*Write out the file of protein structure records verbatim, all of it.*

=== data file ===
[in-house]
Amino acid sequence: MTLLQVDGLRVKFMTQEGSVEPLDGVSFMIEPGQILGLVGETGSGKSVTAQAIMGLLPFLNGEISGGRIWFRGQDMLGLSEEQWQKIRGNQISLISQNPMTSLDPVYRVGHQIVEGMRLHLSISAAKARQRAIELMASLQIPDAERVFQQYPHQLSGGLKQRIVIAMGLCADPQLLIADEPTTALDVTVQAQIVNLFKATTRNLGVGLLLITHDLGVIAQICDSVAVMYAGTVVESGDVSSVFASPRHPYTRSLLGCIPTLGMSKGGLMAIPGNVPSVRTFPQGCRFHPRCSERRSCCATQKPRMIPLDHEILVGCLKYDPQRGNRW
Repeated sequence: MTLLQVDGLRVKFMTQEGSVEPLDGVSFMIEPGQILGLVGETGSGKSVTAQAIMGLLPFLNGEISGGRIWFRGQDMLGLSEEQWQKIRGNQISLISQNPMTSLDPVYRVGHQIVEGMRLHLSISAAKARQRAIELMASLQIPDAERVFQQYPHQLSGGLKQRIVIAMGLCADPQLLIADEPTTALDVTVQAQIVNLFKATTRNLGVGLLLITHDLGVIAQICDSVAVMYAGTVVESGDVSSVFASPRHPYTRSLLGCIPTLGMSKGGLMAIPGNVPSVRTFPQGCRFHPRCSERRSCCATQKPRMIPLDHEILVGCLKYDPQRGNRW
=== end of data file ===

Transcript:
[in-house]
Amino acid sequence: MTLLQVDGLRVKFMTQEGSVEPLDGVSFMIEPGQILGLVGETGSGKSVTAQAIMGLLPFLNGEISGGRIWFRGQDMLGLSEEQWQKIRGNQISLISQNPMTSLDPVYRVGHQIVEGMRLHLSISAAKARQRAIELMASLQIPDAERVFQQYPHQLSGGLKQRIVIAMGLCADPQLLIADEPTTALDVTVQAQIVNLFKATTRNLGVGLLLITHDLGVIAQICDSVAVMYAGTVVESGDVSSVFASPRHPYTRSLLGCIPTLGMSKGGLMAIPGNVPSVRTFPQGCRFHPRCSERRSCCATQKPRMIPLDHEILVGCLKYDPQRGNRW
Repeated sequence: MTLLQVDGLRVKFMTQEGSVEPLDGVSFMIEPGQILGLVGETGSGKSVTAQAIMGLLPFLNGEISGGRIWFRGQDMLGLSEEQWQKIRGNQISLISQNPMTSLDPVYRVGHQIVEGMRLHLSISAAKARQRAIELMASLQIPDAERVFQQYPHQLSGGLKQRIVIAMGLCADPQLLIADEPTTALDVTVQAQIVNLFKATTRNLGVGLLLITHDLGVIAQICDSVAVMYAGTVVESGDVSSVFASPRHPYTRSLLGCIPTLGMSKGGLMAIPGNVPSVRTFPQGCRFHPRCSERRSCCATQKPRMIPLDHEILVGCLKYDPQRGNRW